In many cases, scarring victims are minors. When a minor suffers a scar, it can be hard to tell the degree to which the child will grow out of it. Many times surgeons do not recommend performing a revision surgery on a minor if it can be avoided because of the chance that it will be minimized naturally with the aging process. Often, however, you can get a plastic surgeon to provide an estimate of what he believes the cost is more likely than not to cost once the child turns 18. It is important to take this estimate and future cost into account in settling a case involving a scar on a minor.
How We Can Help
Disfigurement and scarring are very serious injuries with permanent, lasting effects. We aggressively pursue these types of damage claims. But you need more than just a legal advocate when you have these types of severe injuries. In addition to pursuing your legal rights against the party responsible for your scars, we can help you find the right doctors to evaluate and care for your injures and obtain funding to get the care. Since the 1970’s, our injury attorneys have helped numerous clients find the right orthopedic surgeons, physical therapists, plastic surgeons and psychological counselors to evaluate and treat disfigurement injuries and their lasting effects. Call us for a free no obligation consultation.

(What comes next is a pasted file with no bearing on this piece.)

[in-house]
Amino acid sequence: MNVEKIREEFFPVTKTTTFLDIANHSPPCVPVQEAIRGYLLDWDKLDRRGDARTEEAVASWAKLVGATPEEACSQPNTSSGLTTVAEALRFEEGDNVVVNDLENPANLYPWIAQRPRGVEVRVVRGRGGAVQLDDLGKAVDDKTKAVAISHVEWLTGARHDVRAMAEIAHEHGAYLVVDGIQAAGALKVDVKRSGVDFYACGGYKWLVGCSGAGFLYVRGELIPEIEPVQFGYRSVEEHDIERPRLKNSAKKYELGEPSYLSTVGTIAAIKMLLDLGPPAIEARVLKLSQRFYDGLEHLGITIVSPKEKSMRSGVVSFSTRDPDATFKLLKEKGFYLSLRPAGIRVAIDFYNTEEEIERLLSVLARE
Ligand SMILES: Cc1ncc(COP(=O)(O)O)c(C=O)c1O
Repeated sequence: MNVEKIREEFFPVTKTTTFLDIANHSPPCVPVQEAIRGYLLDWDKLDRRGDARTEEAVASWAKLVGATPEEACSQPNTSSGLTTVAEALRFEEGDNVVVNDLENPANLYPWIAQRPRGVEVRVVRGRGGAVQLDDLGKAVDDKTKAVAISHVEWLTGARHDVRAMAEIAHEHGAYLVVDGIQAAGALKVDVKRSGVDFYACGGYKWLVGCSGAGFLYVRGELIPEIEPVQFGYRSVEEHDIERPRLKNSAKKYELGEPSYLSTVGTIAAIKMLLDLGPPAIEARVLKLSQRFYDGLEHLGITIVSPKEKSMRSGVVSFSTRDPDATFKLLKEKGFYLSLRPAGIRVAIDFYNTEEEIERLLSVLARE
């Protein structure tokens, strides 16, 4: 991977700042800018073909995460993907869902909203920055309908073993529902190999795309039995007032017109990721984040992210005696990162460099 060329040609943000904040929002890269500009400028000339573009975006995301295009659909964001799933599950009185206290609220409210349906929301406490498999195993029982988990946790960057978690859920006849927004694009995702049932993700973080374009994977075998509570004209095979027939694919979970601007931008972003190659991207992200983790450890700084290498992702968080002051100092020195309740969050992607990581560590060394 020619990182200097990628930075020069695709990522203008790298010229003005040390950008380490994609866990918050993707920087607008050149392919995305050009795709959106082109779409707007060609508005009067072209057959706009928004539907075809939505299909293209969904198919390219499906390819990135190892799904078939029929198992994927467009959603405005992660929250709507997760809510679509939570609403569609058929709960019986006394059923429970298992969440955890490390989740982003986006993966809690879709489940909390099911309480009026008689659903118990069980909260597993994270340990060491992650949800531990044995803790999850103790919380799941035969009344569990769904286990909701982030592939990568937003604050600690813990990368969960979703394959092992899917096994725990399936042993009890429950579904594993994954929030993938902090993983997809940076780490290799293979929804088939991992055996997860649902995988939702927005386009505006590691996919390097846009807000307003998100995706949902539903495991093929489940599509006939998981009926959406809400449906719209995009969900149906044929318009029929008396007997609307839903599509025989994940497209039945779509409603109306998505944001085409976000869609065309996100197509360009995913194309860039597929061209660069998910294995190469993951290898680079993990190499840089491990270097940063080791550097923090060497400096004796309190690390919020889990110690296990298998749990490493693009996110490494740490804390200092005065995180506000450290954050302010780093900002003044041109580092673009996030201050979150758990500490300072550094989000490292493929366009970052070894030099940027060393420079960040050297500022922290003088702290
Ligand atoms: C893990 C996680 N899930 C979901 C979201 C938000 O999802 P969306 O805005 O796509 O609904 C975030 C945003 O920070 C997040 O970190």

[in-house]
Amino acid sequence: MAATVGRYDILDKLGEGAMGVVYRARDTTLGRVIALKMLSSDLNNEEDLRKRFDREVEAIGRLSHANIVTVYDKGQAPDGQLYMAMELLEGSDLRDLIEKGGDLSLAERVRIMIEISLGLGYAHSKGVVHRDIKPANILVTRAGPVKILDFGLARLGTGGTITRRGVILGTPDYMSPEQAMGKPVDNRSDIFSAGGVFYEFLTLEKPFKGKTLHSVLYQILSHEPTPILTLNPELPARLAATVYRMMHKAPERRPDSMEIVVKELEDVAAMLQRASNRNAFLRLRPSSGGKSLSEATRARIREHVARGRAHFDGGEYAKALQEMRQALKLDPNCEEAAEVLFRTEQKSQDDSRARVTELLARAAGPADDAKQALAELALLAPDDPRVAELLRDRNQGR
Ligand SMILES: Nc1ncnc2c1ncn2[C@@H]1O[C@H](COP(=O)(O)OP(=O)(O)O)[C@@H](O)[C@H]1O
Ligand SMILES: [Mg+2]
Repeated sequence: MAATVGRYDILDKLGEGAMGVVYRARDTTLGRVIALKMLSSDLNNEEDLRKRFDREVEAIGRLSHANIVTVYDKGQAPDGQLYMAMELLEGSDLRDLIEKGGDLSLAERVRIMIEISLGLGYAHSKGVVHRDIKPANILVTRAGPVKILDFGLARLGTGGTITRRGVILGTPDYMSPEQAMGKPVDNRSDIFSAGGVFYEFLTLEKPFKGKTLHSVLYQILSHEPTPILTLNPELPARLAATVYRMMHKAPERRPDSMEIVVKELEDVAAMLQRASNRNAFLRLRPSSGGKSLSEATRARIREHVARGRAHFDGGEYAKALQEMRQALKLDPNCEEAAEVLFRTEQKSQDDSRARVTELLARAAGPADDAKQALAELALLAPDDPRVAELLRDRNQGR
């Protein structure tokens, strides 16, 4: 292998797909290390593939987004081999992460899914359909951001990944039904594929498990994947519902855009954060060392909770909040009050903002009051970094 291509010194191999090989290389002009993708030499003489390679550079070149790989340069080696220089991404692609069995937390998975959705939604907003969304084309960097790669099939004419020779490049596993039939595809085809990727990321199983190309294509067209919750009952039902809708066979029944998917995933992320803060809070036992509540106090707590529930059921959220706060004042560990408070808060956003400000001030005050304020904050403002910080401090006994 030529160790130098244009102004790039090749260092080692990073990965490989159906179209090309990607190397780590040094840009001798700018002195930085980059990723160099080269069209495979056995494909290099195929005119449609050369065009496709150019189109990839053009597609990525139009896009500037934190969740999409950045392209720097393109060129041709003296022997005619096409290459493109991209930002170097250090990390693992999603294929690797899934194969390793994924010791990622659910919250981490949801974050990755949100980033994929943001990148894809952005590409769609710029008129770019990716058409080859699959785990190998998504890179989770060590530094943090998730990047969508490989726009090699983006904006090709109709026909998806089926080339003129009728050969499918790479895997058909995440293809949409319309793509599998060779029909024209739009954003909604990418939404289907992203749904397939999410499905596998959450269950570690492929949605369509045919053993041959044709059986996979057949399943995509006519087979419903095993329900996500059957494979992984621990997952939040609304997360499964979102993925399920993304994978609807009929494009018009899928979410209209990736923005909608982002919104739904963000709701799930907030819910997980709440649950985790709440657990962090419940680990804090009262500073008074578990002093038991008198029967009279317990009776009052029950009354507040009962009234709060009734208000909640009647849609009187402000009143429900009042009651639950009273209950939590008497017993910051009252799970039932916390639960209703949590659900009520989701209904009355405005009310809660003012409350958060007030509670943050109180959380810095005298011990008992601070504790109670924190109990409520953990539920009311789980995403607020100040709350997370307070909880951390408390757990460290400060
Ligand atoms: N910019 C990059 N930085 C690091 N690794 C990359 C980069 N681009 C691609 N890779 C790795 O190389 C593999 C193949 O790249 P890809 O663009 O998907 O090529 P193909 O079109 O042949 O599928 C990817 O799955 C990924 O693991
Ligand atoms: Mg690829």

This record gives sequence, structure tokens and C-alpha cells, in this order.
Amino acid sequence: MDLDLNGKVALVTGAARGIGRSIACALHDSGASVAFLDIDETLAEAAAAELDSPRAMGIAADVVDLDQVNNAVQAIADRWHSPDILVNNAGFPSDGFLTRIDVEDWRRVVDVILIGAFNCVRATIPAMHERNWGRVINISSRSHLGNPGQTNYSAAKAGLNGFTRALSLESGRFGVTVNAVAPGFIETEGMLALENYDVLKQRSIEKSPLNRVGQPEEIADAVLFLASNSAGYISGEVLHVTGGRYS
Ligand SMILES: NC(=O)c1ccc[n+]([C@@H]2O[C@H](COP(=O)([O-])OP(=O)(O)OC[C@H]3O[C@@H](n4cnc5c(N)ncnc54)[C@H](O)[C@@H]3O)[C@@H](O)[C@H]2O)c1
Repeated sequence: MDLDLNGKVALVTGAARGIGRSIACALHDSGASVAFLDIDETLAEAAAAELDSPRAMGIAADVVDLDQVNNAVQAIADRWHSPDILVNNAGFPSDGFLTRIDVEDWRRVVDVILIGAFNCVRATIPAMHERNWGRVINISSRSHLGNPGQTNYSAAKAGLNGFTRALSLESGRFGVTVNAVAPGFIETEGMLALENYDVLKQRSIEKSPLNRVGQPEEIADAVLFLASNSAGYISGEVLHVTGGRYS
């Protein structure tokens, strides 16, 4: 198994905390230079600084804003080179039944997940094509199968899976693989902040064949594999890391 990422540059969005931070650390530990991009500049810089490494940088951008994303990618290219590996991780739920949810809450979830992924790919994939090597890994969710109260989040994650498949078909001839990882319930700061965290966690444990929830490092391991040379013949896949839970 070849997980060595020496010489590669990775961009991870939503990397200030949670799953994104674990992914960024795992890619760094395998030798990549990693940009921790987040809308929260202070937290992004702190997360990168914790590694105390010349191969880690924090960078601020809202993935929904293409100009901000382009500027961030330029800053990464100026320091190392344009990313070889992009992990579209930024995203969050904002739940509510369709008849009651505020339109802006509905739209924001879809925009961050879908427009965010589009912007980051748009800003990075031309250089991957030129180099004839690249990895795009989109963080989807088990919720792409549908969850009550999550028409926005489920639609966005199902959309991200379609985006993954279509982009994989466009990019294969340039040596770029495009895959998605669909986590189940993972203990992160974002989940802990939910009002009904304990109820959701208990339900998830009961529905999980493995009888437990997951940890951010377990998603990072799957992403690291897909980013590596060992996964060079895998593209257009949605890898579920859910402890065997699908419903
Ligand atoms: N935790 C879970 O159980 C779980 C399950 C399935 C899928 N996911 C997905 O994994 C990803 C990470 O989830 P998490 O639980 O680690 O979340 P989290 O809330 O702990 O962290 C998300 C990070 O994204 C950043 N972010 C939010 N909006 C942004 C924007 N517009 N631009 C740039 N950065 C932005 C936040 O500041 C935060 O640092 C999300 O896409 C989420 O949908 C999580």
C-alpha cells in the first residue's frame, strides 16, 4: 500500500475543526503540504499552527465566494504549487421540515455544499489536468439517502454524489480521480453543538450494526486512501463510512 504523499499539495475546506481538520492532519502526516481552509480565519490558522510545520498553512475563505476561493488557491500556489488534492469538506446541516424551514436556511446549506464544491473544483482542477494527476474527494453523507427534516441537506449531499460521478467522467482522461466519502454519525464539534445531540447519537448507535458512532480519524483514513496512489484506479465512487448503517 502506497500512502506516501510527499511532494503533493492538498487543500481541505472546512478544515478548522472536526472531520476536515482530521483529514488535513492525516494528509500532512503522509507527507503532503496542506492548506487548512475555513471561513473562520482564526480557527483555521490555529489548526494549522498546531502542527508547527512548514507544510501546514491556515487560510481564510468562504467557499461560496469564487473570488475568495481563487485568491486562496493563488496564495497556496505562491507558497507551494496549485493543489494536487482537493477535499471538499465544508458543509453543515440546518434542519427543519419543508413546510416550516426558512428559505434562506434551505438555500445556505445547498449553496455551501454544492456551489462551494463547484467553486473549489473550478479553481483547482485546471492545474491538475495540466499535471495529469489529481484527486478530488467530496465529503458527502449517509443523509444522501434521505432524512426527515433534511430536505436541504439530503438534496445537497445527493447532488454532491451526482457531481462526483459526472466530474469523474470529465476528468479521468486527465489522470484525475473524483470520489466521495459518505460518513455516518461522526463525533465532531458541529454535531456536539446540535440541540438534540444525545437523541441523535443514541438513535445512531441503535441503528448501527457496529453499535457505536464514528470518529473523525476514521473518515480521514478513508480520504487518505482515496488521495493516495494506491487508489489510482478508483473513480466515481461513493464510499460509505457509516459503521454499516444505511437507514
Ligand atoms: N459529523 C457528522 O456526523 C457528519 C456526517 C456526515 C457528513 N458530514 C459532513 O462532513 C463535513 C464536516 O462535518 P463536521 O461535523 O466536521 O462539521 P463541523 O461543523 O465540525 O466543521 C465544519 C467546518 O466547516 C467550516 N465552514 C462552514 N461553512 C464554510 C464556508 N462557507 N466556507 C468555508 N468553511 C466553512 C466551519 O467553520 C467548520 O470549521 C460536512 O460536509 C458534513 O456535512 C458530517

Paul Cannon has practiced personal injury trial law since 1995. He is Board Certified in Personal Injury Trial Law (2005). He has earned recognition as a Super Lawyer by Thompson Reuters in 2017 & 2018, and as a Top 100 Trial Lawyer by the National Trial Lawyers Association in 2017. He is a Shareholder, trial lawyer and online marketing manager at Simmons and Fletcher, P.C. His legal writings have been published by the Texas Bar Journal, Business.com, Lawyer.com HG Legal Resources, Lawfirms.com, and others. He has been asked to give education talks and media interviews on dog bite law.